Unfortunately, when it comes to commercial mortgage lending and property development finance in Australia, it’s not so easy for businesses to acquire the capital that they need from traditional banks. The country’s quartet of major banks, known as the ‘Big Four’, have been subjected to increasingly stringent rules and regulations, as a repercussion for their mismanagement of the nation’s economy and fraudulent treatment of its population in recent years.
The Australian Prudential Regulation Authority’s (APRA) harder stance on the Tier 1 lending system, has caused the Big Four to be far less generous with their loans, putting companies and individuals through rigorous loan approval processes. As a result, small and medium-sized businesses are struggling to get the financial backing that they need to thrive.
In light of the regulations and strain that they have put on Australian’s who need to access capital that, traditionally, only banks have provided, there has been a huge surge in the number of non-bank (Tier 2) and peer-to-peer (P2P), Tier 3 lenders. These new lenders are capitalising on the financial markets, plugging the void that Australia’s banking system is unwilling to cover.
When people are shopping for credit or loan providers, their eventual decision is usually based on the best interest rates offered at the time. But, in reality, Tier 2 and 3 lenders, with their higher interest rates, could actually be offering better deals when all aspects of the lending process are considered.
The Benefits of Tier 2 and Tier 3 Lending
Tier 2 Lending
LendingThe Tier 2 lending space is held by non-bank lenders who are regulated by the Australian Securities and Investments Commission (ASIC). These lenders, building societies and credit unions, for example, do not have a banking license, but they are Authorised Deposit-taking Institutions, authorised to carry out banking business in Australia by the Banking Act of 1959.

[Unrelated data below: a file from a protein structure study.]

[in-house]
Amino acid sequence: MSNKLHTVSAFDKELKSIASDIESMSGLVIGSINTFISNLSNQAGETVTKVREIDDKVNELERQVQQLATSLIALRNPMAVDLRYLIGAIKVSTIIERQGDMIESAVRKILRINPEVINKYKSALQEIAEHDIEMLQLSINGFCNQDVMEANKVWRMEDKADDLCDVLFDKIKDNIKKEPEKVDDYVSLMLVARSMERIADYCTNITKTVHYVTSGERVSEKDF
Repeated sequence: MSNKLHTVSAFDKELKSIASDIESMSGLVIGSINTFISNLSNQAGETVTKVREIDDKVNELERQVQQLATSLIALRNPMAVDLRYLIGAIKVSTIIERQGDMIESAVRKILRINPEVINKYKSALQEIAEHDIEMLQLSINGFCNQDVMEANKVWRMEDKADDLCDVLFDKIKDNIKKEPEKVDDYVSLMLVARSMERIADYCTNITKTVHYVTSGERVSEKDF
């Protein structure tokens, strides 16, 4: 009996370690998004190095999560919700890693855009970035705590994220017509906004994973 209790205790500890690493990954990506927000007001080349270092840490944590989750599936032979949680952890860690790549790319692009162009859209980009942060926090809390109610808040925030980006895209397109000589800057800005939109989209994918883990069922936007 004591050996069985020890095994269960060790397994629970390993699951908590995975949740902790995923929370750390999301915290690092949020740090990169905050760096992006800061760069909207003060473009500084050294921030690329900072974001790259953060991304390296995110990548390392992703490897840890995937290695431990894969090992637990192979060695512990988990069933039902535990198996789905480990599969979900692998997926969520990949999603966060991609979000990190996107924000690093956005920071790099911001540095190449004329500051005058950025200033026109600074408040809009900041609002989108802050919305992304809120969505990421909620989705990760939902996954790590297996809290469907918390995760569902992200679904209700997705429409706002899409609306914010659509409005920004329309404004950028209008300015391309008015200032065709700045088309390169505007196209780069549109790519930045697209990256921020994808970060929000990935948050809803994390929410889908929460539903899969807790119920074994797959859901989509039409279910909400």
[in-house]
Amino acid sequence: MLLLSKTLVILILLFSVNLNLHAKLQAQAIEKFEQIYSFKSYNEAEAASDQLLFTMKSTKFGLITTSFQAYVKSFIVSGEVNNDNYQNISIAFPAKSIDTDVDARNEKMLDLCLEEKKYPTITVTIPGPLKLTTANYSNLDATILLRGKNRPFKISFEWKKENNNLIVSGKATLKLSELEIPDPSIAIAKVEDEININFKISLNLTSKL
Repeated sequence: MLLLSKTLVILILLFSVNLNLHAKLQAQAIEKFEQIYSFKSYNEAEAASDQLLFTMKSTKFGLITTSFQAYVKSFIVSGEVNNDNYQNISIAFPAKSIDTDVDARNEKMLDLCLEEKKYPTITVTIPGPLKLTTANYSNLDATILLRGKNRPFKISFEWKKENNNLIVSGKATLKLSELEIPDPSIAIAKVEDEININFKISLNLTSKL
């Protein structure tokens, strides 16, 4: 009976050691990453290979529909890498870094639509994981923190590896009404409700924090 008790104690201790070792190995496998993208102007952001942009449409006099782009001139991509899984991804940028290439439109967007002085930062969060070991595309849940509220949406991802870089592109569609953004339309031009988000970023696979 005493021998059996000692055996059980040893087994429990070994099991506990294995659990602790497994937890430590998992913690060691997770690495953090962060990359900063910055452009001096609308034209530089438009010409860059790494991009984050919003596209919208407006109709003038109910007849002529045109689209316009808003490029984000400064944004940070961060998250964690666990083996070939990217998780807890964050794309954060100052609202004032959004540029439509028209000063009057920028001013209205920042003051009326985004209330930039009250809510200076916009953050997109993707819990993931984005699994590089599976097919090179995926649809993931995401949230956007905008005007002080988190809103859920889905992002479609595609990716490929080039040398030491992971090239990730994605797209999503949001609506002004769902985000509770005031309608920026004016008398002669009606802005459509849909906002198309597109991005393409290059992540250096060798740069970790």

ASIC regulations are far less stringent than the ones that Tier 1 lenders are subjected to by APRA. This allows for far greater flexibility and fewer limitations on the number of consumers that Tier 2 lenders can offer loans to. This makes Tier 2 lenders an excellent alternative source of capital for SMBs that have been shunned by the Big Four and other Tier 1 institutions.
While Tier 2 lenders are considerably smaller in size, they compete with the Big Four with relative ease due to their business infrastructure. With far fewer physical resources, the operating-costs for the majority of non-banks are considerably less than Tier 1 banks. These minor differences have allowed Tier 2 lenders to widen their scope on the market and offer rates that are competitive, and sometimes better, than traditional banks.
Tier 3 Lending
In contrast, Tier 3 of the lending scale is an entirely private, unregulated P2P landscape. In this arena, both the lender and loanee are able to introduce their own parameters, like ROI (return on investment) goals, LVR (lending value ratio) limits and more, creating an agreement that best suits both parties.
Due to the unregulated nature of private-sector lending, there are far fewer hoops to jump through for loanees in the Tier 3 bubble, expediting the drawn-out process of Tier 1 lending. And, there is the added benefit that, at the discretion of the lender, terms can be far more flexible and accommodating of an individual’s needs.